For CE faculty, the Division Chief will coordinate with the CE Appointments and Promotions Committee on a schedule when the next faculty action is due.
If the Chair approves submitting for promotion, then a long-form is constructed, with a CV, summary of clinical and teaching activities, description of the 3 most important publications, gathered student, resident, nurse and sometimes patient evaluations of the faculty (a so-called 360 degree evaluation), solicited letters from prior trainees, colleagues and peers at other institutions. Candidates do not get to choose who writes letters for the packet, nor read them or even know who wrote letters (except as part of rare adversarial legal actions).
The long-form goes to the Committee on Appointments & Promotions. This committee has primary and secondary presenters (chosen to have no conflict-of-interest with the candidate) of each proposed promotion, followed by a vote about whether to recommend approval of the promotion. The Vice Dean and staff sit as ex officio, non-voting members on the committee.
Recommendation from the Committee goes to the Dean.
If the vote is not unanimous or the best course of action is not clear, then discussion of the candidate takes place at the Executive Committee of Medical School Department Chairs.
The Dean passes a recommendation for promotion to the Office of the Provost. The Provost meets with an Advisory Board (“Ad-Board”) and decides whether to approve or reject the promotion. The Ad Board has medical school representation, but is mostly made up of general University Professors, who cannot independently evaluate the clinical or medical research contributions.
If an appointment is rejected, there is a formal appeals process. Using it is rare.
Reappointments at the same academic level are almost as effortful as are promotions, in that they require a long-form. However, the bar is lower for reappointment than for promotion.
How many papers are needed? The Appointments & Promotions committee prides itself on not having a formula. Professor have been appointed with less than 10 peer-reviewed publications, with marked strength in other areas, but this is exceptional. Scholarship standards are higher for UTL than for MCL. Clinical evaluations are more important for CE and MCL than for UTL. Teaching evaluations are important for all tracks. Peer-reviewed publications in high impact journals count the most. First author position is best for junior faculty. Last author position is expected for senior faculty. Numbers of total, first and last-author publications each will be counted and reported in the committee presentation. Your citation index or h-factor may be discussed. (An h-factor of 10 means that you have 10 papers cited at least 10 times). Books, book chapters, abstracts and other non-peer-reviewed publications count some, but are clearly secondary. Avoid an unfavorable ratio of abstracts to full publications - it makes you look like you don’t finish your lines of investigation.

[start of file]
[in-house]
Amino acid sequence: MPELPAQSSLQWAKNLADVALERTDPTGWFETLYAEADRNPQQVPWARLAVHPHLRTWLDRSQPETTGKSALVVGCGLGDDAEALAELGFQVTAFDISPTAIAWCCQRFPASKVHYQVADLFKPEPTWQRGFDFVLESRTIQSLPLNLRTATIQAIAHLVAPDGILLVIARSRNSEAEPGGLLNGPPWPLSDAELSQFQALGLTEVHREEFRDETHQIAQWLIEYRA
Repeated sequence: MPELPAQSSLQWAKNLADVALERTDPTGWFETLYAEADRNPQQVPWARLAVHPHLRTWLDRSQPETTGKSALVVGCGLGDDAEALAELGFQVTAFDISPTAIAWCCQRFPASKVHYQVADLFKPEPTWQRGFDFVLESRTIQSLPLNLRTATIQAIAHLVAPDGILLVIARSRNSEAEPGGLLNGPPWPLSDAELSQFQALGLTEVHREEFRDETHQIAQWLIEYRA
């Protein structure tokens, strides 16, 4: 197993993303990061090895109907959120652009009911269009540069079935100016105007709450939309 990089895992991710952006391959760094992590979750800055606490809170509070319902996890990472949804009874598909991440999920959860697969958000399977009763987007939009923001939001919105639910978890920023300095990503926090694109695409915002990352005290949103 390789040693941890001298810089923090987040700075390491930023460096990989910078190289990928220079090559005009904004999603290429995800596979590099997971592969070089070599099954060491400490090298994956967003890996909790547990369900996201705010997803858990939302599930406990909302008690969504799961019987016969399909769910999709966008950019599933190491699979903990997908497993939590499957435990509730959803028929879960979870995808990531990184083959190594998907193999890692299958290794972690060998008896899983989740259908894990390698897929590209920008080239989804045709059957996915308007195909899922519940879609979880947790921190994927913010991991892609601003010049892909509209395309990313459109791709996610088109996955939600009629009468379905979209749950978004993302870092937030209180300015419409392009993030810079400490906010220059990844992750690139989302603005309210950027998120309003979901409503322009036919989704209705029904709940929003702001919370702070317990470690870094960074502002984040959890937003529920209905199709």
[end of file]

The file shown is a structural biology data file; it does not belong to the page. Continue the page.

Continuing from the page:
Grants: NIH grants are best because they demonstrate a high level of peer respect. Foundation grants are important, multi-center clinical trials less so. An exception is a multicenter trial for which you are the overall leader. Pilot clinical trials breaking new ground also are valued in the promotion committees. Grant dollar figures usually are removed from promotion documents, and are not factors in promotions.
Other factors in promotion: Good teaching evaluations are critical, but spending a majority of time teaching is not that helpful for MCL and UTL appointments, if it limits other activities. Being a busy and well-respected clinician is important in the MCL and CE lines. Administrative activities are helpful for promotion to the extent to which they can be shown to build new programs for the Medical Center or serve required major roles, for example, Director of Admissions. Ordinary administrative service is expected, but not especially rewarded in the promotion process. Factors such as being a needed work-horse for the Department or having an attractive outside offer are not supposed to influence decisions on promotions, but the voters are human and mostly reasonable, so these extraneous factors sometimes do influence decisions.
Document the time, place and title of all your educational talks on your CV in a section on “Presentations.” Bold the major ones.
Save any feedback (especially positive feedback) in an electronic file or in an email to yourself. Supply it for your long-form. Specific positive data is very helpful.
Recognize that negative evaluations from students or trainees about you go in your promotion file and have to be explained at times of re-appointments. Deleterious impact can be significant. Make efforts to be helpful to everyone, and deliver criticisms in a constructive way.
Don’t go for promotion until you have a near-lock on getting it, unless you are forced to by being up against the tenure clock deadline.
Avoid the “tomorrow trap.” Consider scholarly work to be important, even when clinical pressures seem more urgent. Recall the lesson of Steven Covey’s “7 Habits of Successful People,” that the most successful people are those who steadily accomplish important, but not necessarily urgent, tasks.
If your career path is rocky, talk with your mentor(s). That is why the program was established.